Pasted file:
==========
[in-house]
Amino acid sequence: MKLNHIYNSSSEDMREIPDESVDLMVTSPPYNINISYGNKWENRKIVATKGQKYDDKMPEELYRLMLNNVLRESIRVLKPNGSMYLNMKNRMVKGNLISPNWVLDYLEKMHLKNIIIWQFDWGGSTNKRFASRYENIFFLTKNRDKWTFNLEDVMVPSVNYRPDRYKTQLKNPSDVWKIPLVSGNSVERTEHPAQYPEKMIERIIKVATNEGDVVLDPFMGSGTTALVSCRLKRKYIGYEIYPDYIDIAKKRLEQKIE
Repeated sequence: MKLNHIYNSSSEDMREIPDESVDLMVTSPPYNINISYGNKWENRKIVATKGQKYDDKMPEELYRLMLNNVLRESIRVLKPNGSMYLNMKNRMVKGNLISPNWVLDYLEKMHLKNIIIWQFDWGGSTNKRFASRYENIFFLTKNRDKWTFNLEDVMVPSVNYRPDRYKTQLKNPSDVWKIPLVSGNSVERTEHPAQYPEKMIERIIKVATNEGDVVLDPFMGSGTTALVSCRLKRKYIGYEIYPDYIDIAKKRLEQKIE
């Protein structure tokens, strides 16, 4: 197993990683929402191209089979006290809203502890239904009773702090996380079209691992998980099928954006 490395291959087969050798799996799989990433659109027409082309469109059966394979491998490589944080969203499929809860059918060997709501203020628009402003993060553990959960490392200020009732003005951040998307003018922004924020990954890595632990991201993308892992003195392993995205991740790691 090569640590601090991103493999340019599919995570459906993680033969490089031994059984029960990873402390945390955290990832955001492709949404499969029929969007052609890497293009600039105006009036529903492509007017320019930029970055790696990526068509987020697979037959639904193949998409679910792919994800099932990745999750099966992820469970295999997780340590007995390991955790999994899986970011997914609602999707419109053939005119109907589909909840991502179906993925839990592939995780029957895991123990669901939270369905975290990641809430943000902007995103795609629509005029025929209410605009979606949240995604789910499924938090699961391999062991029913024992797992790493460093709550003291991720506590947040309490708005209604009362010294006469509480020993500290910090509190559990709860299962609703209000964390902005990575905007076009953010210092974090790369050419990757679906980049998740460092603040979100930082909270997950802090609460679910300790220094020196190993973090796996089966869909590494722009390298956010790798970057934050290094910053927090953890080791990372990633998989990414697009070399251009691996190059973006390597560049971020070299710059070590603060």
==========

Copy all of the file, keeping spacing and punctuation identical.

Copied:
[in-house]
Amino acid sequence: MKLNHIYNSSSEDMREIPDESVDLMVTSPPYNINISYGNKWENRKIVATKGQKYDDKMPEELYRLMLNNVLRESIRVLKPNGSMYLNMKNRMVKGNLISPNWVLDYLEKMHLKNIIIWQFDWGGSTNKRFASRYENIFFLTKNRDKWTFNLEDVMVPSVNYRPDRYKTQLKNPSDVWKIPLVSGNSVERTEHPAQYPEKMIERIIKVATNEGDVVLDPFMGSGTTALVSCRLKRKYIGYEIYPDYIDIAKKRLEQKIE
Repeated sequence: MKLNHIYNSSSEDMREIPDESVDLMVTSPPYNINISYGNKWENRKIVATKGQKYDDKMPEELYRLMLNNVLRESIRVLKPNGSMYLNMKNRMVKGNLISPNWVLDYLEKMHLKNIIIWQFDWGGSTNKRFASRYENIFFLTKNRDKWTFNLEDVMVPSVNYRPDRYKTQLKNPSDVWKIPLVSGNSVERTEHPAQYPEKMIERIIKVATNEGDVVLDPFMGSGTTALVSCRLKRKYIGYEIYPDYIDIAKKRLEQKIE
């Protein structure tokens, strides 16, 4: 197993990683929402191209089979006290809203502890239904009773702090996380079209691992998980099928954006 490395291959087969050798799996799989990433659109027409082309469109059966394979491998490589944080969203499929809860059918060997709501203020628009402003993060553990959960490392200020009732003005951040998307003018922004924020990954890595632990991201993308892992003195392993995205991740790691 090569640590601090991103493999340019599919995570459906993680033969490089031994059984029960990873402390945390955290990832955001492709949404499969029929969007052609890497293009600039105006009036529903492509007017320019930029970055790696990526068509987020697979037959639904193949998409679910792919994800099932990745999750099966992820469970295999997780340590007995390991955790999994899986970011997914609602999707419109053939005119109907589909909840991502179906993925839990592939995780029957895991123990669901939270369905975290990641809430943000902007995103795609629509005029025929209410605009979606949240995604789910499924938090699961391999062991029913024992797992790493460093709550003291991720506590947040309490708005209604009362010294006469509480020993500290910090509190559990709860299962609703209000964390902005990575905007076009953010210092974090790369050419990757679906980049998740460092603040979100930082909270997950802090609460679910300790220094020196190993973090796996089966869909590494722009390298956010790798970057934050290094910053927090953890080791990372990633998989990414697009070399251009691996190059973006390597560049971020070299710059070590603060």